A new bill from congressional Democrats would allow college athletes to unionize, making it possible for students from across universities to band together to form unions within athletic conferences.
It would open a door to athletes receiving additional compensation from colleges by bargaining over wages, working conditions, revenue sharing agreements and other rights afforded to employees.
The bill, called the College Athlete Right to Organize Act, is unlikely to pass in the current Congress, which has shown little appetite for such legislation. A companion bill introduced by three House Democrats also has not found any Republican co-sponsors.
But it represents another shift in what has become a fast-evolving landscape: the debate over college athletes’ rights and their treatment by schools and the NCAA.
In the past two years, state legislatures have rushed to permit athletes to earn money from the use of their personal brands by appearing in advertisements or signing sponsorship deals.
The state legislation, as well as a pending case on similar matters in front of the Supreme Court, forced the hand of the NCAA, which has long argued that college athletes should be barred from earning money for their labor. And it also has created substantial momentum in Congress to pass federal legislation that would set a single standard across states for how athletes can earn income, rather than a patchwork of conflicting state laws.
Republicans and Democrats support some form of a “name, image and likeness” bill, though there is still a significant gap between the parties about how broad the legislation should be.
In a statement Thursday, Sanders linked the right of athletes to form a union to the fight to earn money through their personal brands.
“College athletes are workers. They deserve pay, a union, and to own their own name, image, and likeness. We cannot wait for the NCAA to share its billions with the workers who create it,” he said. “It is long past time we gave these workers the rights they deserve.”
The NCAA put out a statement condemning the bill Thursday. “College athletes are students and not employees of their college or university. This bill would directly undercut the purpose of college: earning a degree.” The organization said it was committed to “modernizing name, image and likeness rules.
“But turning student-athletes into union employees is not the answer,” the NCAA said.
While there is some chance that a name, image and likeness bill could garner bipartisan support in Congress, the bill from Sanders and Murphy will face much steeper odds.
In 2015, an attempt by football players at Northwestern to form a union was dismissed by the National Labor Relations Board, which adjudicates labor disputes. The federal board chose, essentially, not to rock the boat, acknowledging that allowing athletes to unionize would have broad impacts on the landscape of college sports.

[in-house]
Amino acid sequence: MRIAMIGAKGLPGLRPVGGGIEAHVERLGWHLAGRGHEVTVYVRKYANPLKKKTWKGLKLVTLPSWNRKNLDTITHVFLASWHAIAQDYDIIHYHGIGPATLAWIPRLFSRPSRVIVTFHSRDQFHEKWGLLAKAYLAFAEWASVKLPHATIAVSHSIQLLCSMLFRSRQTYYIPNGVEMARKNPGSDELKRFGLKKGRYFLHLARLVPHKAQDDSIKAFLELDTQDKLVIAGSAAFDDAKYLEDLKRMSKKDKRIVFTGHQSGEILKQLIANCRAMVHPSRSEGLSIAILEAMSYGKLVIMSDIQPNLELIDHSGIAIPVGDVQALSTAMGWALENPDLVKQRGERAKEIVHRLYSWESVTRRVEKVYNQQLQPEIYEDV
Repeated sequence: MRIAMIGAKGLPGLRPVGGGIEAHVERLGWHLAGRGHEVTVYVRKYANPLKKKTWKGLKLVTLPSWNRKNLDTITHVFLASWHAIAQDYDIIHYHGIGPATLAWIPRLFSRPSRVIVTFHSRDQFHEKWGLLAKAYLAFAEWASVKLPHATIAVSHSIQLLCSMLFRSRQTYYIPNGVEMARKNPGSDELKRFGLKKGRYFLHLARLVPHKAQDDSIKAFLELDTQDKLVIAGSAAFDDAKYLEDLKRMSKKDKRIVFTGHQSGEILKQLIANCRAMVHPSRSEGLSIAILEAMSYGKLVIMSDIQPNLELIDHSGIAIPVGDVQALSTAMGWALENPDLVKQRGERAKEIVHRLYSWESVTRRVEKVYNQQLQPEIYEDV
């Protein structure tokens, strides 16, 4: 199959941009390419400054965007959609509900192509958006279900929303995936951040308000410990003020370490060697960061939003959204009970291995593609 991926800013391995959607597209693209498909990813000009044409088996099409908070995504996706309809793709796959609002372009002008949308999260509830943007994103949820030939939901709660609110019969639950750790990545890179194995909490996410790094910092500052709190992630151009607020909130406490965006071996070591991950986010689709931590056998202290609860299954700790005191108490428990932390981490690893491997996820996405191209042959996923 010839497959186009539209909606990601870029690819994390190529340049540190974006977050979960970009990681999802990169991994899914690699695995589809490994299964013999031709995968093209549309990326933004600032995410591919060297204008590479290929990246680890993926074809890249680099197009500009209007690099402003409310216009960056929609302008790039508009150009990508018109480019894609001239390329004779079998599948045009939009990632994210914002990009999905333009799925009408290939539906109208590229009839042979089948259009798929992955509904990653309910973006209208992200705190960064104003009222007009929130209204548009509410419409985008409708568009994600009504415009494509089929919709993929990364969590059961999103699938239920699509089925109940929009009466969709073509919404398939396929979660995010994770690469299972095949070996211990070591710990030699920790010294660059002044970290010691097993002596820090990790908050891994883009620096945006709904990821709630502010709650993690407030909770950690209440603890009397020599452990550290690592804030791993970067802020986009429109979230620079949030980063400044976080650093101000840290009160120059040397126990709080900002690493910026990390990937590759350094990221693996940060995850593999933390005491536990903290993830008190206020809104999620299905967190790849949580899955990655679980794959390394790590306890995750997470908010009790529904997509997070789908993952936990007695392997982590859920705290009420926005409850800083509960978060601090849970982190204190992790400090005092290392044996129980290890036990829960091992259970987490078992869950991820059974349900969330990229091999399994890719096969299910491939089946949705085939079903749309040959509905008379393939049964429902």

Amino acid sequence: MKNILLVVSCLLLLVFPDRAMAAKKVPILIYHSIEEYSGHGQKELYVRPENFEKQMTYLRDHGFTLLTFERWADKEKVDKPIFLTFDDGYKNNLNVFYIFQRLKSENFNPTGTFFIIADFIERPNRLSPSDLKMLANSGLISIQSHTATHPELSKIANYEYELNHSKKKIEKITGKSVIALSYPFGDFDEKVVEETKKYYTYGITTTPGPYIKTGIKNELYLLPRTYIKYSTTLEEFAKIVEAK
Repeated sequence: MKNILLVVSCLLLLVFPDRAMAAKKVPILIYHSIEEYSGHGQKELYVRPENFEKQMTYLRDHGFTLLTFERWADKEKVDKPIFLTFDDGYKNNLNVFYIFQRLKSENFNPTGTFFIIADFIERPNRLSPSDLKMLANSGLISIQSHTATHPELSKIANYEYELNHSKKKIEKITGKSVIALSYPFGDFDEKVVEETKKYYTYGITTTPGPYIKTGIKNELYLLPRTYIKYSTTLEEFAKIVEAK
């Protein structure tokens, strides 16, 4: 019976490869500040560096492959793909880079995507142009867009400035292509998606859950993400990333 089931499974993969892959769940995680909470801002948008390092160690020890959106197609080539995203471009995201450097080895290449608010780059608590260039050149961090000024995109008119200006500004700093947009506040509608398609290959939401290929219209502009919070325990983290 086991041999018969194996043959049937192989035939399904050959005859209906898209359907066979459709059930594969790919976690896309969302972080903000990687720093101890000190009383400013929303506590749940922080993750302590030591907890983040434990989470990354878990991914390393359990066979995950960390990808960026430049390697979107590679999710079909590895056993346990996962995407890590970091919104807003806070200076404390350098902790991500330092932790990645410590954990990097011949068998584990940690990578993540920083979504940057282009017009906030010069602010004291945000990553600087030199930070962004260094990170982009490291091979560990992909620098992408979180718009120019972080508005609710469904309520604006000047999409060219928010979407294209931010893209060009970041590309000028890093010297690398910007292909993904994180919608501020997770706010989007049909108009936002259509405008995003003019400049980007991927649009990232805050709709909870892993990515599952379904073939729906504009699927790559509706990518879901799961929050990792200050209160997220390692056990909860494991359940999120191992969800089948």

But college athletics have shifted substantially in recent years, and Sanders and Murphy’s bill is a sign that eventually, the right to form a union — and, as employees, to potentially earn pay or share in the revenue they earn — may become another central focus of the college athletes’ rights movement.
A congressional aide said the bill would not make athletes subject to minimum wage laws, and colleges would only be legally required to pay them if they agreed to it in collective bargaining. It would “open the door,” the aide said, to “bargain with their colleges or across colleges within a conference to negotiate things like better pay via sharing the revenues they produce.”
Last year, Sen. Cory Booker (D-N.J.) introduced a bill called the College Athletes’ Bill of Rights, which would address athletes’ medical expenses and extend scholarships in addition to increasing their earning power.
Sanders and Murphy’s bill targets the NCAA, which oversees college sports, arguing that “college athletes face exploitative and unfair labor practices by the National Collegiate Athletic Association.”
The NCAA and its members, the bill says, “have denied college athletes a fair wage for their labor by colluding to cap compensation.”
Read more about sports and social issues
“But while Osaka Inc. is thriving, Naomi, the woman, is hurting. Tennis doesn’t seem to be helping. And she doesn’t owe it to anyone to keep trying — not her sponsors, not her fans and not the game.” Read Candace Buckner on Naomi Osaka.
“I can’t escape into sports. Nor should I. I don’t even want to try, even during this most absorbing stretch of the sports calendar. March Madness for me is no competition for the real madness that, while overseas this time, seems oh so close.” Read Kevin B. Blackistone on the war in Ukraine.
“It was all true. The members of the women’s team had been wronged. For years, they had to play more, and win bigger, to be paid anything close to their male counterparts. They got less pay for better work.” Read Sally Jenkins on the USWNT settlement with U.S. Soccer.
“Who’s lying here? Probably, to some degree, both sides. The NFL expecting Snyder to stop lying, covering up, blocking and bullying is a little bit like expecting a poisonous cobra not to bite you. You are who you are.” Read John Feinstein on Daniel Snyder and the NFL.